ATA Headquarters has noticed a recent spike in scam reports from members.
Technology has given scammers an unprecedented level of sophistication and access, making it easier than ever to be fooled. Names and email addresses can be harvested electronically. Individuals can be targeted by occupation. Propositions can sound interesting or at least like a good deal.
The best defense
The best defense against scams is to understand how they work. A basic primer on several scams reported by members is posted on ATA’s website. Take a look now to learn more. Be sure to scroll down the page to Tips for Recognizing and Avoiding Fake Check Scams.
Translators and interpreters are frequent targets of the fake check scam
After several years in decline, the fake check scam is making a comeback, increasing by 15% in 2016 and 13% in 2017. It is now in the number 2 position on the National Consumers League’s Top 10 Scams of 2017. The Federal Trade Commission’s Consumer Information site has a great article on how this one works. You’ll want to pay particular attention to You and Your Bank—Who is Responsible for What?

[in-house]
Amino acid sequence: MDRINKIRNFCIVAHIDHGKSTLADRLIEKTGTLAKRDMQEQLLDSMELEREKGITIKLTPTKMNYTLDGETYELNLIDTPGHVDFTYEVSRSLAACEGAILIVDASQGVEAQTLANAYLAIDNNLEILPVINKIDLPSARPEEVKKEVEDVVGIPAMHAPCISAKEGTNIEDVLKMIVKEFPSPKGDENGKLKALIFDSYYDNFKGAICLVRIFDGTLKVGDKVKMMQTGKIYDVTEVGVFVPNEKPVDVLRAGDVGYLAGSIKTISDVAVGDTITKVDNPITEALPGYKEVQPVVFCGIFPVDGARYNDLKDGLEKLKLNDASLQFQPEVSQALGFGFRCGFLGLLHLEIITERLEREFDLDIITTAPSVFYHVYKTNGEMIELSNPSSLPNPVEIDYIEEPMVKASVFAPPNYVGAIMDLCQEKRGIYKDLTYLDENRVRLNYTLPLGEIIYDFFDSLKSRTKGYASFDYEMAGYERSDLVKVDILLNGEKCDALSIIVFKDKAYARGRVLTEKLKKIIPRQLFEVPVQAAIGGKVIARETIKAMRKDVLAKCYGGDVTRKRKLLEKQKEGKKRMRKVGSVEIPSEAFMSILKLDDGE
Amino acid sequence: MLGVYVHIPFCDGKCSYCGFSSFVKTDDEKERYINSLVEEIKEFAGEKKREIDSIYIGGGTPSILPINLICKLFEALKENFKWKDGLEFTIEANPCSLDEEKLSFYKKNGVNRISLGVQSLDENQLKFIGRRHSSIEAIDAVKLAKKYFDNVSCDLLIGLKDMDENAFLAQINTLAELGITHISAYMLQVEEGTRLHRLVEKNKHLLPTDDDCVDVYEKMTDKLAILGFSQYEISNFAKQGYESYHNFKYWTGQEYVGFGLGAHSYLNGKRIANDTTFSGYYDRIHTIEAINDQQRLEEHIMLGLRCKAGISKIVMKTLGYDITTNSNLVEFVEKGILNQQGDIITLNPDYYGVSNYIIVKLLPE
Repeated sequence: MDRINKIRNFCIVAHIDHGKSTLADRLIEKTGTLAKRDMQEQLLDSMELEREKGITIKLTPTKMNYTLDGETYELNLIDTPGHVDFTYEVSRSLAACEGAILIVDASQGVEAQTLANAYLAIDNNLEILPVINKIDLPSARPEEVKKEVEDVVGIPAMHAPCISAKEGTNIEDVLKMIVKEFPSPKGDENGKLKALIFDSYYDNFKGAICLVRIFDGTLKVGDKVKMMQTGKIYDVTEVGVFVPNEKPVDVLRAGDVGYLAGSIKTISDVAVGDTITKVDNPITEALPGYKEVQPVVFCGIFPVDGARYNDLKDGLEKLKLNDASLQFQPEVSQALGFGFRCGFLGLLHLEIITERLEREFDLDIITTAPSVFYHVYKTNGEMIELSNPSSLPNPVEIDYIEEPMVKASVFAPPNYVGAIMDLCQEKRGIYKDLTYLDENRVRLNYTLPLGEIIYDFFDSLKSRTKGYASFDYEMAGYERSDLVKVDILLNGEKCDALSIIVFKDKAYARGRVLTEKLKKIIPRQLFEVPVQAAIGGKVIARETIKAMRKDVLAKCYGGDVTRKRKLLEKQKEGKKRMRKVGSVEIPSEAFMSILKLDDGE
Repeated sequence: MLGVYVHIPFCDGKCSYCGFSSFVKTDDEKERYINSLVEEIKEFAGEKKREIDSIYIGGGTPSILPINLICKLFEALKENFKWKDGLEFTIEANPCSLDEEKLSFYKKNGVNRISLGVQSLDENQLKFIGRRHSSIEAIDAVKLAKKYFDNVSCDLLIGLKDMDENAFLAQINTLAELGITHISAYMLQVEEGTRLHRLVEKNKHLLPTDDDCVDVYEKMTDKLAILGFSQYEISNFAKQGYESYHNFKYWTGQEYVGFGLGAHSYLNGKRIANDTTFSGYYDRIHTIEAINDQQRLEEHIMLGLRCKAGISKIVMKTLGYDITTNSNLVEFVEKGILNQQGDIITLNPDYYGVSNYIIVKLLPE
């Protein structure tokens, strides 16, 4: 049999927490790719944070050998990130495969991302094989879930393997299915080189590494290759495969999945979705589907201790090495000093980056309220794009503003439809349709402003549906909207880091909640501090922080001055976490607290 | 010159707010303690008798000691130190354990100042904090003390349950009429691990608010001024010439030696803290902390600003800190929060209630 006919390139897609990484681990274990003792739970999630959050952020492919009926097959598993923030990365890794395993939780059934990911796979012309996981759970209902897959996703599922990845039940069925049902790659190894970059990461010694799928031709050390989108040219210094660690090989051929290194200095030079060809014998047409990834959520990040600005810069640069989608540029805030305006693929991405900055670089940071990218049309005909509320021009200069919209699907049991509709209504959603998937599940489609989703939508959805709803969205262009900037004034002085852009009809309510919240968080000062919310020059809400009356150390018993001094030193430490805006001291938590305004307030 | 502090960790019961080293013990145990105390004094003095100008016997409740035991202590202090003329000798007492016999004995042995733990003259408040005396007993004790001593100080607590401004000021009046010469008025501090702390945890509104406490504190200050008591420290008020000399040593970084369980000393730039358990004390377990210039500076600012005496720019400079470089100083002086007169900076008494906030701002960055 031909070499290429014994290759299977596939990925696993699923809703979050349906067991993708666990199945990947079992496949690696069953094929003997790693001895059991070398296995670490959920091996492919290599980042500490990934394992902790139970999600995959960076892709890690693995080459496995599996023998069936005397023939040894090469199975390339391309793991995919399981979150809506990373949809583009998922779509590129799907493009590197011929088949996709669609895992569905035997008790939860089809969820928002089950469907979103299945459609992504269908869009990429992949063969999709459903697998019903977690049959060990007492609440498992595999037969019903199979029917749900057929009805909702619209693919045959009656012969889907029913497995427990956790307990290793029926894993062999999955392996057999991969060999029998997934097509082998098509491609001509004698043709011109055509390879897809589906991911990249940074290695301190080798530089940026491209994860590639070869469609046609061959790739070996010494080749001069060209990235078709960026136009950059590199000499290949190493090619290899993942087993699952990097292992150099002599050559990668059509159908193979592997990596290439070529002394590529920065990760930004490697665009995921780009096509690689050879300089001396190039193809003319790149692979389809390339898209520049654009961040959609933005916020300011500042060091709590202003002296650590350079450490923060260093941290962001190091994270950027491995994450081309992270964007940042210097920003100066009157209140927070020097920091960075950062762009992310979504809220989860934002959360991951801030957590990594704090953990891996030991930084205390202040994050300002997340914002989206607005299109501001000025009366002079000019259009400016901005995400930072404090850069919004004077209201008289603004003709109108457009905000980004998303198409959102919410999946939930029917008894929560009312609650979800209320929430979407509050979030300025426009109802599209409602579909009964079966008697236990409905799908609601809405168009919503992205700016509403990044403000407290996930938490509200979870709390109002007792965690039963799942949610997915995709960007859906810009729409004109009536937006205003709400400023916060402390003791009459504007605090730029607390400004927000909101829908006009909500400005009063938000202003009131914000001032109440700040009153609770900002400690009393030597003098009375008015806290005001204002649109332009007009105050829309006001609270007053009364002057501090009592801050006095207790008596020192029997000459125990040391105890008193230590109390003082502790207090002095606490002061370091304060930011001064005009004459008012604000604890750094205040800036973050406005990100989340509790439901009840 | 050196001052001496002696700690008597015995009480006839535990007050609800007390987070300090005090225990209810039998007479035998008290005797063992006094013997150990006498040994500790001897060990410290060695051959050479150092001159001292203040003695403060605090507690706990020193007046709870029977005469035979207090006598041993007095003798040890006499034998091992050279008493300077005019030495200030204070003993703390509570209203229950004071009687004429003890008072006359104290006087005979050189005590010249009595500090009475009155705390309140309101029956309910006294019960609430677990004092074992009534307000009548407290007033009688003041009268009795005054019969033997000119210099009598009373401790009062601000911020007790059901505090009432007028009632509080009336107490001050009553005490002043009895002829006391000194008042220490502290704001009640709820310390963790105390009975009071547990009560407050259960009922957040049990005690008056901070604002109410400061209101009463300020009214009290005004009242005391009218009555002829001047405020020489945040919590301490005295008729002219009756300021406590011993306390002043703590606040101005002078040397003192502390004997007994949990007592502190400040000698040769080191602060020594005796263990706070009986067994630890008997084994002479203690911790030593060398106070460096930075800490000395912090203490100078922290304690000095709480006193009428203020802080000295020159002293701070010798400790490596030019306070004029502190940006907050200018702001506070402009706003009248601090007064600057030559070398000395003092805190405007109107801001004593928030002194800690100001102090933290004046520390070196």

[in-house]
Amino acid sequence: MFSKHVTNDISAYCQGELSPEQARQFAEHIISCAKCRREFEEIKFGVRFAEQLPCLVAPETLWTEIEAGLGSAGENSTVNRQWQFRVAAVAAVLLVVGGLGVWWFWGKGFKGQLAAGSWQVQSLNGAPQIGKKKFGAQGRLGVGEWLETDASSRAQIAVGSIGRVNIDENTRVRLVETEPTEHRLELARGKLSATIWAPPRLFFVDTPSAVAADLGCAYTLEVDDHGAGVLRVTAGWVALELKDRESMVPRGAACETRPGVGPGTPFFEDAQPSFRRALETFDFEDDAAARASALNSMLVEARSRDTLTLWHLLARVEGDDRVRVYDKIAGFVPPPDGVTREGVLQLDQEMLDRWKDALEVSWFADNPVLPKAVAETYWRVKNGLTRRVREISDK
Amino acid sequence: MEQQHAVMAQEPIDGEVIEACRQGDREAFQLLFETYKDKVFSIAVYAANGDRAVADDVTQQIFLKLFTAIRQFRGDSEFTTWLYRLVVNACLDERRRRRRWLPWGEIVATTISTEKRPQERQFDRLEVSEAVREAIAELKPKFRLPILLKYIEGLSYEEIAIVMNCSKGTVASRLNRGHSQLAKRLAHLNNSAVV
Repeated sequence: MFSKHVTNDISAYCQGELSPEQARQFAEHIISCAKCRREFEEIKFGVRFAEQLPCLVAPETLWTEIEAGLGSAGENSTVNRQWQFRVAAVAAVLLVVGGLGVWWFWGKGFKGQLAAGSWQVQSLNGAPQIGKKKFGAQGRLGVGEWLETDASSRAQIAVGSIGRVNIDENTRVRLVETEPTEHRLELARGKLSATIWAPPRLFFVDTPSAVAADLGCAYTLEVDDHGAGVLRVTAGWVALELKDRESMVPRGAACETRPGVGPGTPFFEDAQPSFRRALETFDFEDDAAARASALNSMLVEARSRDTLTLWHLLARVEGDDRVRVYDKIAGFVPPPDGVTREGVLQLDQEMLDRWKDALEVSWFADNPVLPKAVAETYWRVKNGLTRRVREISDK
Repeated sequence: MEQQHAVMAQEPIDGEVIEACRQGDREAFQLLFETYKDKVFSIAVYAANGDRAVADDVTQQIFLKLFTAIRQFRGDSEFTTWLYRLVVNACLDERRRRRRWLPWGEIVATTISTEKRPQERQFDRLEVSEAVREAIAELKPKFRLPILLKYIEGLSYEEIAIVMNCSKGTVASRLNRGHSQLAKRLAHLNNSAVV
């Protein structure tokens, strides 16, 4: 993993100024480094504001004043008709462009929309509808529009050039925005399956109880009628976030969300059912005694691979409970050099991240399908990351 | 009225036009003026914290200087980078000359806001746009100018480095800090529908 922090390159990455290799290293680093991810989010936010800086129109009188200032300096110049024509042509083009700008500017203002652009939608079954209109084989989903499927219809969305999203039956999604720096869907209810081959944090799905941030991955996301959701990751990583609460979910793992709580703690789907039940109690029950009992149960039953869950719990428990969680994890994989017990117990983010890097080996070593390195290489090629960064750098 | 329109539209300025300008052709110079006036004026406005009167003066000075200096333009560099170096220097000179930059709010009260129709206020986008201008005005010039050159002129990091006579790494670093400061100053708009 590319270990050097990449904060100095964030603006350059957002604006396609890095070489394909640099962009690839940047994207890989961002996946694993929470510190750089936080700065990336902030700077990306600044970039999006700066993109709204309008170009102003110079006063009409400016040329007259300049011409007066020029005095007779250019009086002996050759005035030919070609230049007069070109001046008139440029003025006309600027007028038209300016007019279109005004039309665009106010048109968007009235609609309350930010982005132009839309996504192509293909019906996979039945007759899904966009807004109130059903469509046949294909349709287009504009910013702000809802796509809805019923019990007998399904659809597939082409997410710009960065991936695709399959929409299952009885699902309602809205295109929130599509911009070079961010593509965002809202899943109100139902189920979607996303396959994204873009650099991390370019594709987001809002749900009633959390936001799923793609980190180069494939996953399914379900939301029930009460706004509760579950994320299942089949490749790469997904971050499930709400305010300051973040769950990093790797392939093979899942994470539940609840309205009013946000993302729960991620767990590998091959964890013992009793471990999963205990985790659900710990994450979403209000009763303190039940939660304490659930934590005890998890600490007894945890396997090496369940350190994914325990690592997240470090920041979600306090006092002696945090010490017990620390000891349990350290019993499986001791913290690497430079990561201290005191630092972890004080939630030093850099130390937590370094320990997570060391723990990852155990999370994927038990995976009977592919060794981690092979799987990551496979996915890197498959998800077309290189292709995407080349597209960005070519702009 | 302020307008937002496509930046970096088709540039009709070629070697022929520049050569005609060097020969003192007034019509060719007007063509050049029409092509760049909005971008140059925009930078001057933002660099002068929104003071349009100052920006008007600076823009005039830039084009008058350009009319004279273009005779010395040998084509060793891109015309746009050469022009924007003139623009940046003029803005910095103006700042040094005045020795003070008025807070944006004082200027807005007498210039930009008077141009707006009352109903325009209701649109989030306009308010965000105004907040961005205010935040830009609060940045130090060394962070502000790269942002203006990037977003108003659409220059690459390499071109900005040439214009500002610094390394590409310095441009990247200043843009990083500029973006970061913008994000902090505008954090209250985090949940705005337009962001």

CV theft is another scam that frequently targets translators and interpreters
The ATA Chronicle covered this scam in an excellent article by ATA member Carola Berger. Translation Scams: Tips for Avoiding Them and Protecting Your Identity is definitely worth the read.
These are not the only scams out there. The Federal Bureau of Investigation’s websiteprovides details on more than 500 scams.
Where to report scams
There are a number of ways to report scams, most of them as easy as filling out an online form. Your complaint will help authorities around the world spot trends and coordinate efforts to combat fraud.
One more resource
Members on the ATA’s Business Practices Listserv often discuss scam attacks. If you’re not on the list, this would be a good time to join!